Yet the online gaming industry isn't without risk. Although Americans make up the majority of online gamblers -- estimates of the exact proportion vary from between 60% to 80% -- U.S. prosecutors have deemed online gambling illegal. The U.S. Justice Dept. has written warning letters to many American Web sites that accept advertising for gambling sites. Because of these prohibitions, these sites operate offshore, and some refuse sports bets from Americans.

AMERICANS WON'T FOLD. In contrast, Britain has proven more open to the industry. In 2001, London abolished a tax on bets in order to encourage local bookmakers, including those with Web sites, to stay ashore. Britons can legally gamble online but cannot operate Internet casino games, thanks to old laws that require the game to take place in the same room as the player.

British companies that run poker sites now locate the operations offshore but are not otherwise penalized by the government. Proposed legislation under debate in Parliament would legalize online gaming and establish a new commission to regulate it. "We want them here," says Anthony Wright, spokesman for the Media, Culture & Sport Dept.

Those in the industry largely dismiss the idea that the U.S. government's hostile stance poses a threat to the industry's future. Payne, whose Sportingbet Web site derives more than half its income from Americans, believes that considering the global reach of the Internet, it would be practically impossible for the U.S. to crack down on offshore operators. "We're a U.K. public company licensed in the U.K., and the U.K. says you can take bets from American citizens," he says.

GOING MAINSTREAM? Even so, the question remains as to whether the fast-growing poker trend is a passing fad. According to Pokerpulse's figures, the monthly increase in players has slowed from an average growth of 20% a month in 2003, to about 10% a month now, albeit from a much larger base. Dale Johnson, executive vice-president in corporate development at NETeller, says his company thinks current growth rates can't sustain themselves.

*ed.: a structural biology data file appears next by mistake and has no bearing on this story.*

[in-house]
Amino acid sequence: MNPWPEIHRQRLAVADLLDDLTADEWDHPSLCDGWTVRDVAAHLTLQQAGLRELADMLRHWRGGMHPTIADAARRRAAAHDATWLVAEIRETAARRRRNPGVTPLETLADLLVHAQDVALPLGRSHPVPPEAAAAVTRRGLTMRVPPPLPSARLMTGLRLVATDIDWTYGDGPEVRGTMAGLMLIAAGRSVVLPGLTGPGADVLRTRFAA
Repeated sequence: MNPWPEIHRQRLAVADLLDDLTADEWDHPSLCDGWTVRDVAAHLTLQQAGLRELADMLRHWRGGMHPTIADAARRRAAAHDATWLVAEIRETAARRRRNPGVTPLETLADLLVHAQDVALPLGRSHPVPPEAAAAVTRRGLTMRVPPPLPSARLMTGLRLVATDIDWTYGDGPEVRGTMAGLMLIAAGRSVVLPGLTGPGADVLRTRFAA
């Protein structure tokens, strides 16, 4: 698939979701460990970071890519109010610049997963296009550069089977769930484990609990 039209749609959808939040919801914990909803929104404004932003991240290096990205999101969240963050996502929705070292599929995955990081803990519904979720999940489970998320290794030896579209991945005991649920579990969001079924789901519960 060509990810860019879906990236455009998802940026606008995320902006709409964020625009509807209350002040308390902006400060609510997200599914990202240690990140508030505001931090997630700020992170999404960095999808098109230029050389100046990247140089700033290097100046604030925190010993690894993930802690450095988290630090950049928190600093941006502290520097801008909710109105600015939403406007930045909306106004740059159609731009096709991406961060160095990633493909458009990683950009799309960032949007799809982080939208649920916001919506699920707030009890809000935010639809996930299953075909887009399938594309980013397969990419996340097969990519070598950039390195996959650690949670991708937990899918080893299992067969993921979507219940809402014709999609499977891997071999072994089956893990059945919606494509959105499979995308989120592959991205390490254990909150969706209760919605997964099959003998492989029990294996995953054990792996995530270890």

Still, the industry has tremendous potential, particularly internationally, since the bulk of players now come from the U.S. "To this point what we've seen are the early adopters. There's still a mainstream market to come," he says.

If PartyGaming does go public, it will offer an unparalleled look into the industry's workings. The company, which has customer-service operations in India, has released little information about its operations. Analysts say it earned $350 million before interest, tax, and amortization in 2004, which means a possible valuation of $4 billion. It's owned by five shareholders, including Indian software specialist Anurag Dikshit and American Ruth Parasol, a former adult-entertainment industry executive who no longer participates in PartyGaming's day-to-day operations. Last year the company appointed Richard Segal, former head of Odeon Cinemas, as its chief executive.

"HOSPITABLE FEEL." Even if PartyGaming doesn't list, those in the industry expect the future to bring more public offerings and, likely, consolidation of the 250 sites and 55 networks vying for the poker-playing public. "There's enough of a hospitable feel in the financial community at this point," says Sue Schneider, president of the River City Group, a Missouri firm that conducts research and runs trade shows on the Internet gambling industry.

As for the risks, she says, "This is an industry that tends to draw gamblers, even in terms of investors." Carney is a correspondent for BusinessWeek Online in London